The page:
January 20, 2011 7:55:00 AM
David Miller -
STARKVILLE -- For all the confidence derived from Mississippi State men''s basketball team''s two-game winning streak, coach Rick Stansbury insists players and coaches are realistic about the state of the team.
For two weeks, Stansbury has used sayings like "work in progress" and "it''s a process" to describe his team. He''s said his players will need to "learn on the fly" in league play while they adjust to having all of the parts in place.
Stansbury sang the same tune Wednesday at his weekly press conference, only this time he did so following a week of success.
The Bulldogs (10-7, 2-1 Southeastern Conference) earned a road win at the University of Mississippi on Thursday and beat Auburn on Sunday at home, and saw Renardo Sidney and Dee Bost play well. Bost earned his first SEC Player of the Week honor three games into his suspension-shortened season.
But with depth a lingering issue and Bost and Sidney still working toward 100 percent fitness, Bost pumped the breaks on declaring the Bulldogs contenders.
"It''s still a work in progress," Bost said. "It''s too early to say we''re back. Not taking anything away from Ole Miss and Auburn, but Auburn is one of the bottom teams in the SEC. Those are games we must have."
Stansbury, however, isn''t discrediting the positive effects from beating Ole Miss -- now 0-4 in league play -- and Auburn. He lauded his team''s effort in practice since the spring semester started, and was pleased to see an intense Saturday practice carry over into the Auburn game. Doing so following the galvanizing win at Ole Miss impressed him, too.
"We handled that high pretty well in Oxford," Stansbury said. "When you have some success it''s much easier to get some things done. But we''re still trying to put it all together."
MSU entered its first two league games as underdogs, and struggled in the second-half of its home loss to Alabama. Already adamant about distancing themselves from the ill-fated holiday road trip, players and coaches have embraced their underdog status.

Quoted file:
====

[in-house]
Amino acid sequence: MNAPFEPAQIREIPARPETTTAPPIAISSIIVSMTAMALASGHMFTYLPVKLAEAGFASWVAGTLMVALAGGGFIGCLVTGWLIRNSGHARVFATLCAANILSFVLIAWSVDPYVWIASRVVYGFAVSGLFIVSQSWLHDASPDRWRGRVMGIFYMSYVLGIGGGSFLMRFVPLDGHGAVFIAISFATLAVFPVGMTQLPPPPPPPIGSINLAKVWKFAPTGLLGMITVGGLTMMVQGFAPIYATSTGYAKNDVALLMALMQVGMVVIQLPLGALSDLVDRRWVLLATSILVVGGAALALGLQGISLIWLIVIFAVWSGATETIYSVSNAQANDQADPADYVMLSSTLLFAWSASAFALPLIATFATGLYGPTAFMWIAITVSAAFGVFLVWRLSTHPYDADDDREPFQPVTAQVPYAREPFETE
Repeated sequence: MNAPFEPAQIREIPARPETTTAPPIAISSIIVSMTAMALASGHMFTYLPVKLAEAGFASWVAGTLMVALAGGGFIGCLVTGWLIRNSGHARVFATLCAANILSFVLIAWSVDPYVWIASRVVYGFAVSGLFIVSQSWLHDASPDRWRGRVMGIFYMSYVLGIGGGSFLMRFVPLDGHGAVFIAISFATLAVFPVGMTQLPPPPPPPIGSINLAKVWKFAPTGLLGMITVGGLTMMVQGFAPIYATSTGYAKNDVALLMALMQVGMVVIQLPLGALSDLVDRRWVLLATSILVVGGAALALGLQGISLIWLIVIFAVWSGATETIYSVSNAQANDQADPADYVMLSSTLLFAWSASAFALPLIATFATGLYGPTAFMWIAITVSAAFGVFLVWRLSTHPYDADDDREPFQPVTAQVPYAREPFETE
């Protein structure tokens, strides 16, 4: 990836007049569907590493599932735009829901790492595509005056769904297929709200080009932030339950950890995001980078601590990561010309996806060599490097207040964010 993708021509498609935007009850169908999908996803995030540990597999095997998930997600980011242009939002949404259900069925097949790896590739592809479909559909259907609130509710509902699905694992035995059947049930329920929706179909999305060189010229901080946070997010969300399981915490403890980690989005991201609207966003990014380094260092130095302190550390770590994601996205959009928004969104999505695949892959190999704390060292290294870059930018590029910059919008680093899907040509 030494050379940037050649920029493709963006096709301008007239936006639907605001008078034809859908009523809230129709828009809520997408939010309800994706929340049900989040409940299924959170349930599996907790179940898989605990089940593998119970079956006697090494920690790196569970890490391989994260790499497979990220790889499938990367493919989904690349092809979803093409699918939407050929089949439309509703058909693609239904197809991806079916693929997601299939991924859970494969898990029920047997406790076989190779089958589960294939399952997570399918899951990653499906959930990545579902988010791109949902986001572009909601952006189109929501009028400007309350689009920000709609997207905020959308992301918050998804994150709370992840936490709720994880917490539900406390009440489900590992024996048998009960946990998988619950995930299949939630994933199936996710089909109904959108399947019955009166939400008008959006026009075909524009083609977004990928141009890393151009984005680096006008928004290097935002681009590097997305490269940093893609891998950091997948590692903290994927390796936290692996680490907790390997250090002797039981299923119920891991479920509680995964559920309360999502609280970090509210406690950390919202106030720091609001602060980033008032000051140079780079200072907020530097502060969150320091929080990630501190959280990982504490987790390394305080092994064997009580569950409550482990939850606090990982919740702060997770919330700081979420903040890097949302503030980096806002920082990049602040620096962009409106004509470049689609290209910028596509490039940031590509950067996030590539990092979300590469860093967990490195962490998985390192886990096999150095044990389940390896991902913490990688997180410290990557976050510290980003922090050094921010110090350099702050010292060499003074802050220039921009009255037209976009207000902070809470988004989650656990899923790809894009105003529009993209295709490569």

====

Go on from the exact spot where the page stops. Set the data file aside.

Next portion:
Stansbury doesn''t need any help reminding his players.
"Do we use that as motivation?" Stansbury asked. "Kids know the situation. That''s not something I consistently throw in their face. I think it''s very obvious, when we went to Oxford no one gave us a chance. You don''t have to see that to no where you''re at."
MSU has had the luxury of extra practice this week to prepare for a week-long stretch of three games, which begins Saturday at Georgia (13-4, 2-2).
Georgia owns wins against Kentucky and Ole Miss, and has lost close losses to Vanderbilt and Tennessee.
As part of a deep SEC East, Georgia enters the game with experience and appears to be in midseason form that Stansbury would relish if he''d had Bost and Sidney available from the start of the season.
Georgia also sits 145 RPI points better at 46, according to RealTimeRPI.com. Florida and Vanderbilt entered Wednesday with RPIs of 17 and 23, respectively. The Ratings Percentage Index is one of the factors the NCAA tournament selection committee uses to pick the at-large teams for the postseason.
"We need those three wins," Bost said. "It''s three quality wins we must have because of the strength of our schedule."
MSU to honor Babe McCarthy
The architect of MSU''s most dominant stretch of basketball will be honored at Humphrey Coliseum.
Former coach Babe McCarthy, who led MSU to SEC titles in 1959 and 1961-63, will be honored with a banner that will be raised Feb. 19, when MSU plays host to Ole Miss.
Athletic director Scott Stricklin announced the decision Wednesday in his weekly blog.
McCarthy, who passed away in 1975, went 169-85 in his 10 years in Starkville (1955-65).
His banner will be hung next to that of Bailey Howell, who played for McCarthy.
McCarthy is part of an historical civil rights moment as coach of the 1963 team that sneaked out of Starkville to face Loyola -- which started four black players -- in the NCAA tournament.
MSU had turned down its three previous automatic bids to the NCAA tournament because of the possibility of playing integrated teams.